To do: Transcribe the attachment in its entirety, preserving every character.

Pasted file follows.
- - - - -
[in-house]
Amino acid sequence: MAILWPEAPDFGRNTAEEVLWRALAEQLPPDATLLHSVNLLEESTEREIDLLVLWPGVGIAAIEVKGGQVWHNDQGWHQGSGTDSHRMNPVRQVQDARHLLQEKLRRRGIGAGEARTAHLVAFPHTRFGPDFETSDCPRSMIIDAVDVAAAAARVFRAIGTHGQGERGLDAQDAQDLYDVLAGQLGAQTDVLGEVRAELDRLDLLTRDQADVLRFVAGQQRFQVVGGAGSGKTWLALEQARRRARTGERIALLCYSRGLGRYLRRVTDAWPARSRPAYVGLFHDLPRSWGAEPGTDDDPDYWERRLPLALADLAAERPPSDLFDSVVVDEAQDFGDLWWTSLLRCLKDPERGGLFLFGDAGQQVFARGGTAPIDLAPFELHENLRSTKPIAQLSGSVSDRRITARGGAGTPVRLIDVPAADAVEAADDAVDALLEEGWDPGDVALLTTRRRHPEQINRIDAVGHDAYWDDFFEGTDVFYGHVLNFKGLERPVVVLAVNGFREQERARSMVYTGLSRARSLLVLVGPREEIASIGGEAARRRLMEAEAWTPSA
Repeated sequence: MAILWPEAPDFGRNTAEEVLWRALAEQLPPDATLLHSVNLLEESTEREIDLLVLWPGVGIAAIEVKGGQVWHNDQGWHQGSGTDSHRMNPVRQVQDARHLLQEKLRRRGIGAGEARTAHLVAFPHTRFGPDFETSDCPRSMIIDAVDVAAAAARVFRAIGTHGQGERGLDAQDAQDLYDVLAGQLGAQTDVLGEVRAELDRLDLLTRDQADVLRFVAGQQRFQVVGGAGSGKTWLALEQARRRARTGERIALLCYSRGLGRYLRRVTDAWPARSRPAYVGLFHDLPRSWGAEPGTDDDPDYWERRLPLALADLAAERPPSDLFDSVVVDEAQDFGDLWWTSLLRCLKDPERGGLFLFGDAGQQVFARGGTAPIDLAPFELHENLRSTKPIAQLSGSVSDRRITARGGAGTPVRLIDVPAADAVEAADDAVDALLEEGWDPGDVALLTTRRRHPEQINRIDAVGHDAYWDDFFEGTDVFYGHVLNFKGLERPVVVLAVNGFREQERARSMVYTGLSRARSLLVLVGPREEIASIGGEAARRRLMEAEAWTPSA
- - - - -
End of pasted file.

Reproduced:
[in-house]
Amino acid sequence: MAILWPEAPDFGRNTAEEVLWRALAEQLPPDATLLHSVNLLEESTEREIDLLVLWPGVGIAAIEVKGGQVWHNDQGWHQGSGTDSHRMNPVRQVQDARHLLQEKLRRRGIGAGEARTAHLVAFPHTRFGPDFETSDCPRSMIIDAVDVAAAAARVFRAIGTHGQGERGLDAQDAQDLYDVLAGQLGAQTDVLGEVRAELDRLDLLTRDQADVLRFVAGQQRFQVVGGAGSGKTWLALEQARRRARTGERIALLCYSRGLGRYLRRVTDAWPARSRPAYVGLFHDLPRSWGAEPGTDDDPDYWERRLPLALADLAAERPPSDLFDSVVVDEAQDFGDLWWTSLLRCLKDPERGGLFLFGDAGQQVFARGGTAPIDLAPFELHENLRSTKPIAQLSGSVSDRRITARGGAGTPVRLIDVPAADAVEAADDAVDALLEEGWDPGDVALLTTRRRHPEQINRIDAVGHDAYWDDFFEGTDVFYGHVLNFKGLERPVVVLAVNGFREQERARSMVYTGLSRARSLLVLVGPREEIASIGGEAARRRLMEAEAWTPSA
Repeated sequence: MAILWPEAPDFGRNTAEEVLWRALAEQLPPDATLLHSVNLLEESTEREIDLLVLWPGVGIAAIEVKGGQVWHNDQGWHQGSGTDSHRMNPVRQVQDARHLLQEKLRRRGIGAGEARTAHLVAFPHTRFGPDFETSDCPRSMIIDAVDVAAAAARVFRAIGTHGQGERGLDAQDAQDLYDVLAGQLGAQTDVLGEVRAELDRLDLLTRDQADVLRFVAGQQRFQVVGGAGSGKTWLALEQARRRARTGERIALLCYSRGLGRYLRRVTDAWPARSRPAYVGLFHDLPRSWGAEPGTDDDPDYWERRLPLALADLAAERPPSDLFDSVVVDEAQDFGDLWWTSLLRCLKDPERGGLFLFGDAGQQVFARGGTAPIDLAPFELHENLRSTKPIAQLSGSVSDRRITARGGAGTPVRLIDVPAADAVEAADDAVDALLEEGWDPGDVALLTTRRRHPEQINRIDAVGHDAYWDDFFEGTDVFYGHVLNFKGLERPVVVLAVNGFREQERARSMVYTGLSRARSLLVLVGPREEIASIGGEAARRRLMEAEAWTPSA